Do You Cold Call Your Leads? (Legal Liability Threat)

If you practice cold-calling to find new business or good real estate leads, then you need to monitor the progress of a class-action complaint filed in California. The complaint, which is similar to another case filed in South Florida, “questions the technology services that are helping real estate professionals gain numbers to call,” warned the National Association of Realtors (NAR) in its Realtor Magazin[1].

The California case is based around a complaint from Jorge Valdes. He has asked the court to stop Coldwell Banker Real Estate and NRT to from directing its real estate professionals to call consumers, claiming it violates consumer rights under the Telephone Consumer Protection Act (TCPA). The act limits when solicitors may call consumers, how they can reach them (i.e. not via autodialing), and how consumers may register for do-not-call lists or opt out of the phone calls. The lawsuit alleges that the calls are unsolicited and automatically dialed, putting them in violation of the Federal Trade Commission (FTC)’s National Do Not Call Registry.

Valdes claims he received autodialed calls from three different real estate professionals to his cell phone number, which is registered with the Do Not Call list. He noted his home was listed on the MLS in 2018 but removed when the home did not sell and added his cell phone number was never associated with public information about the policy. The class-action lawsuit extends to “anyone who also received unsolicited calls over the past four years” from Coldwell Banker Real Estate and NRT. Valdes is seeking at least $500 in damages, a jury trial, and up to $1,500 for each violation. The real estate companies have simply responded, “We received the lawsuit and are evaluating. As consistent with our policy, we will not comment further on pending litigation.

Automated Texting Up for Judgment Also

While Valdes’ complaint deals with unwanted phone calls, two brokerages in Southern Florida face litigation over automated texting services used to market their properties. Two plaintiffs have filed complaints against a Coldwell Banker brokerage and Marzucco Real Estate, both of which stand accused of “misuse of texting for advertising” in violation of federal antispam laws[2].

Plaintiffs complained of texts asking for email addresses in order to “get your home sold within 60 days” and texts inviting them to open houses at specific properties. Text messages were linked to agent websites and bios. At least one plaintiff alleged the technology used to send the texts was the problem, identifying “Listings-to-Leads” as the culprit. While Listings-to-Leads responded firmly that its technology “does not spam other people’s phones,” the founder, Scott Pierce, warned agents using “five, six, seven programs” in conjunction could put themselves at risk. He added, “Just because [the service] offers it doesn’t mean you can abuse it. You can’t take technology and abuse it and wonder why you’re getting sued.” Pierce suggested most agents “probably never took the time to see what the law is” regarding automated calls and marketing texts[3].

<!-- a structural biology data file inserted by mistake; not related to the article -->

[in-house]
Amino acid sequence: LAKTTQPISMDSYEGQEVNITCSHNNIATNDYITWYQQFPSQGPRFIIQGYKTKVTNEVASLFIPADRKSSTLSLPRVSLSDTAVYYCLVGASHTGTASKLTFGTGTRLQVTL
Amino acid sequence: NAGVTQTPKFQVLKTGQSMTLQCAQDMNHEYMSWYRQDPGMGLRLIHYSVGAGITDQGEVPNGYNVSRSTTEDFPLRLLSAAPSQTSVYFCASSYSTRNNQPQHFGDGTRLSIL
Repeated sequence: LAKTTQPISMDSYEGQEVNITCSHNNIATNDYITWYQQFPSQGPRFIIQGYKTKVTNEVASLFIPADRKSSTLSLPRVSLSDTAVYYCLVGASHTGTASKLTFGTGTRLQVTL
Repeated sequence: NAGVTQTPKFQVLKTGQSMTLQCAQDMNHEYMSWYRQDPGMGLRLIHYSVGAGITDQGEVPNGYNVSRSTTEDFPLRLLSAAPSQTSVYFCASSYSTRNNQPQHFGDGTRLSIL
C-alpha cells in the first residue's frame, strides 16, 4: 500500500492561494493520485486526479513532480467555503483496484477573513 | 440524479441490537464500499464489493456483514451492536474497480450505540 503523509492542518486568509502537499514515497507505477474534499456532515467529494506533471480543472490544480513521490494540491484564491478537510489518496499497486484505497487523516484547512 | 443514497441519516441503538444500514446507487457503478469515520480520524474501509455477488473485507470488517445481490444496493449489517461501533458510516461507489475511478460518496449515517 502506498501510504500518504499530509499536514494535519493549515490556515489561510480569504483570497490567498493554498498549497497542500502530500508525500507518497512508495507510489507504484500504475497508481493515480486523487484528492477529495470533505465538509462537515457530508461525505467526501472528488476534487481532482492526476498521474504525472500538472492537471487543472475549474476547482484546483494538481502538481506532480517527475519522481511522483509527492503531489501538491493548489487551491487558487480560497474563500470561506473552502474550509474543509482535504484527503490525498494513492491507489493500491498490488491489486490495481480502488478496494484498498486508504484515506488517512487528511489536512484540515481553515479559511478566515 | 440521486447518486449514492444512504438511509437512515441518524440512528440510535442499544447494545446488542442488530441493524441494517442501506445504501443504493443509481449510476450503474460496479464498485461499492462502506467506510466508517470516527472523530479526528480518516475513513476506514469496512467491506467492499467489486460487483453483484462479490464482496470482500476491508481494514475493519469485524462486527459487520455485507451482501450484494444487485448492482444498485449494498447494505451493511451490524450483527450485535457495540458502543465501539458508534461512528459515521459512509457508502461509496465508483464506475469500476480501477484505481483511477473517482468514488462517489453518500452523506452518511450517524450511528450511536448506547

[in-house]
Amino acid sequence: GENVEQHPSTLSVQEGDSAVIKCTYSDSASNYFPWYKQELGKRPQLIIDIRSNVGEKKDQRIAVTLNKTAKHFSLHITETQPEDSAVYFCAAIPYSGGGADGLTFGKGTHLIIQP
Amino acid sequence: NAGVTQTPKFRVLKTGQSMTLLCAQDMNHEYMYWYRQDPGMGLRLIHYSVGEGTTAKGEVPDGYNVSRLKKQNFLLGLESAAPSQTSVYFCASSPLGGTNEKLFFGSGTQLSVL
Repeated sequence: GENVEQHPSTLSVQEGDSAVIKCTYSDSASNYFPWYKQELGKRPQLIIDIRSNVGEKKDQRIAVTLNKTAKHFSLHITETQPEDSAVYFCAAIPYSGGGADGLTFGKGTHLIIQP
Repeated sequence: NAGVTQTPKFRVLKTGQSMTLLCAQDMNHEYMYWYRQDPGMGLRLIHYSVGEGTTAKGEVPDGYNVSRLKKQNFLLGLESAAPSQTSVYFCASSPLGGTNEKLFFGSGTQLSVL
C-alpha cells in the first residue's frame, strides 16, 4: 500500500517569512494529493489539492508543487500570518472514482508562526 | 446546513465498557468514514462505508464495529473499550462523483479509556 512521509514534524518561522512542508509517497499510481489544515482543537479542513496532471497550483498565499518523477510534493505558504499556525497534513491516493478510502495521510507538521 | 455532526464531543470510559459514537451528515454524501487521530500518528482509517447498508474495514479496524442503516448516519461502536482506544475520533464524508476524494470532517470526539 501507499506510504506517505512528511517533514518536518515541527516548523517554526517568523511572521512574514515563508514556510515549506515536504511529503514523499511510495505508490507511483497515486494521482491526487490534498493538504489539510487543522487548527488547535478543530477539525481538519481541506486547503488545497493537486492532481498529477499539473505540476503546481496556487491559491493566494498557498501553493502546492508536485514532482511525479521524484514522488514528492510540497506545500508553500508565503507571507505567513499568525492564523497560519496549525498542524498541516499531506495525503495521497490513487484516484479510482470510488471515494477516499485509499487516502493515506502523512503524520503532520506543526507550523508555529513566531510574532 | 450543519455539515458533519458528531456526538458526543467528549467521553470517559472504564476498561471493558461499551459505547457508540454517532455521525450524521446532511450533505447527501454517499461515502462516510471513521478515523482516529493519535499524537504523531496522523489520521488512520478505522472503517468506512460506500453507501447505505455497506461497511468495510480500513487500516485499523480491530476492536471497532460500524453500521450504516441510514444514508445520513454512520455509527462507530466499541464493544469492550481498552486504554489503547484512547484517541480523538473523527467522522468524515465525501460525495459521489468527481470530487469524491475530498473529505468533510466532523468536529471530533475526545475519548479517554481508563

A Threat to Direct-to-Voicemail Services as Well

Investors often opt to get around perceived issues with TCPA by using direct-to-voicemail services, which allow them to leave a message on a voicemail without causing the phone to ring. However, this use of the technology is not foolproof, since other violations conducted using direct-drop voicemail systems are still violations. Last year, a U.S. District Court in Michigan ruled that leaving voicemail messages without going through the initial call process still constituted a phone call and required the recipient of the call’s consent[4]. It is likely based on this ruling, which included texts under the category of “calls,” will serve as a precedent for the South Florida cases as well. If you use ringless voicemail in your lead generation, most services recommend you use it to reach individuals who have first contacted you[5].

Tell us what you think:

  • Do either of these cases have merit in your opinion?
  • Would you use this type of marketing in your business?
  • How do you ensure compliance with TCPA in your real estate transactions?

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